I am heartened by the news (from Pew that 58% of GOP voters disrespect our colleges). It has taken a lot to break through the complacency of these voters. Of course, the real credit for this turnaround goes to those students at Middlebury and their counterparts at dozens of other colleges and universities.
It goes to Melissa Click, the professor who was caught on video saying, “I need some muscle over here!” to expel a student reporter from a protest at the University of Missouri in November 2015. And it goes to college presidents such as Hiram Chodosh, at Claremont McKenna; Peter Salovey, at Yale; and Laurie Patton, at Middlebury whose fecklessness in the face of students’ outrageous violations of the norms of the academic community has shaken public confidence in higher education’s basic ability to provide an environment where ideas can be freely debated.
The Pew question demands a gestalt answer, and the gestalt answer for me is that American higher education, taken all in all, has put itself in opposition to America’s best principles, its most admirable aspirations, its open-mindedness, and its capacity to create a generation of worthy civic and political leaders. That opposition has public consequences, the most important of which is the malformation of students who mistake their anger for clear thinking and who have developed contempt for their country and their countrymen.
Anger and contempt will, of course, be met with anger and contempt, and what colleges and universities have provided is a radical intensification of our partisan divide.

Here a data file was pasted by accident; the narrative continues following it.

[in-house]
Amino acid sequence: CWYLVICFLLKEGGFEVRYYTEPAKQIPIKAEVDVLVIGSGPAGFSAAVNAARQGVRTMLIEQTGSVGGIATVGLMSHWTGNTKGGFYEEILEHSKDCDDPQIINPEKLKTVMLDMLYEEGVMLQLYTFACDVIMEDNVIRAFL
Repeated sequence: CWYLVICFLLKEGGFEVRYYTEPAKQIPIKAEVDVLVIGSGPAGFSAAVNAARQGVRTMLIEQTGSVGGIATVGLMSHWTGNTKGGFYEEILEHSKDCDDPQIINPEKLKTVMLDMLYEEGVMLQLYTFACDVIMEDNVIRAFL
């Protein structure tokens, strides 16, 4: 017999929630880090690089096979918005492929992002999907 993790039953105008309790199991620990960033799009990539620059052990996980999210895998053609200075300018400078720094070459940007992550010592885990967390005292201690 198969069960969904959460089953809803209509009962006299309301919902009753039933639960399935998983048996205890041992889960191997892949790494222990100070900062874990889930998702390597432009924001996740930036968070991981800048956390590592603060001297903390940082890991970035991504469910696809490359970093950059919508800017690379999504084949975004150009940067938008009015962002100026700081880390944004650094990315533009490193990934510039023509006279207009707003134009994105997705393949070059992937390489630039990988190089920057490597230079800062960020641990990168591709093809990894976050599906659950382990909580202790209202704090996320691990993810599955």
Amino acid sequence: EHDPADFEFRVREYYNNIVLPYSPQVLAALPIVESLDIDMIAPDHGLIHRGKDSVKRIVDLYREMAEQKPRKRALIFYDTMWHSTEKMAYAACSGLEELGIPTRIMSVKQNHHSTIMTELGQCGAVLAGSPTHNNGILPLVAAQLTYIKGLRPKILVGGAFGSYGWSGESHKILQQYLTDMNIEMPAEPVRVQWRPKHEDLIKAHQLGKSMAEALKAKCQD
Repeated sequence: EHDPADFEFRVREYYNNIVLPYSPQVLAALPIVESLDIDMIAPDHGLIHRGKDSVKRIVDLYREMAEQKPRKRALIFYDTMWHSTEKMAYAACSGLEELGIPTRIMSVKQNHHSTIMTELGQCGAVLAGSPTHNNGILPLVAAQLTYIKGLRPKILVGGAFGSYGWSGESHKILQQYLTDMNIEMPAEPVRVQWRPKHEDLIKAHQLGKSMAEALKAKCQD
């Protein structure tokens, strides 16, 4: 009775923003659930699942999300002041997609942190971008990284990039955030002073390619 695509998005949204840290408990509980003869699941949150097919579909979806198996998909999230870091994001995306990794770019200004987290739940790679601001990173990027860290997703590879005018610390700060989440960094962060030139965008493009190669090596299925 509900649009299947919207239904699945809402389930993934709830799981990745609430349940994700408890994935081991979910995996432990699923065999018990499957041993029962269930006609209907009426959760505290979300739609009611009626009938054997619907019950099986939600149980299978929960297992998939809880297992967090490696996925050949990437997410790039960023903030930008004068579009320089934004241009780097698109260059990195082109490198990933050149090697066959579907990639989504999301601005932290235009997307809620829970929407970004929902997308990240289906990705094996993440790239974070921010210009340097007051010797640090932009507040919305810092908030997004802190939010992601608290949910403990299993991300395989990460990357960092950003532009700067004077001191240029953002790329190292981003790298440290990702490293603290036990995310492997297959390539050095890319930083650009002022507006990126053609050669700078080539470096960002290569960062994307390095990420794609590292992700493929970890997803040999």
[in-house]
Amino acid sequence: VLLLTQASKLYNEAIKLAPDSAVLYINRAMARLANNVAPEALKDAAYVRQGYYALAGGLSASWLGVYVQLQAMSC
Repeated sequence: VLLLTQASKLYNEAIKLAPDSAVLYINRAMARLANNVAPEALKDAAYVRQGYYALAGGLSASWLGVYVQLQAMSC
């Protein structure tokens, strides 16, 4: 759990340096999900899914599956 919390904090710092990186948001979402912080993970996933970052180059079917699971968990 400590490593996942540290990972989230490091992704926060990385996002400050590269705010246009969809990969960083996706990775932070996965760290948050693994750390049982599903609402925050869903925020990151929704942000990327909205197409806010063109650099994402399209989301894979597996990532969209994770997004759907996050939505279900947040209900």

All of this could and should be said without references to the 2016 election. But when higher education moved decisively to support Bernie Sanders and later made itself central to the anti-Trump “Resistance,” its abandonment of impartiality became patent. The real question is, why do only 58 percent of Republican voters believe higher education negatively affects the country? I know the answer: The other 42 percent are not yet paying attention.”
The parallel question about Democrats matters at least as much. Why are only 28 percent of Democrats in the Pew poll worried about higher education’s effect on the future of the country? Shortsightedness. It might be energizing to believe that the university is wholly on your political side, but the danger of raising a generation steeped in the politics of resentment, power for its own sake, and loathing of intellectual disagreement ought to alarm liberals. This can come to no good end.
Excerpted with permission from The National Association of Scholars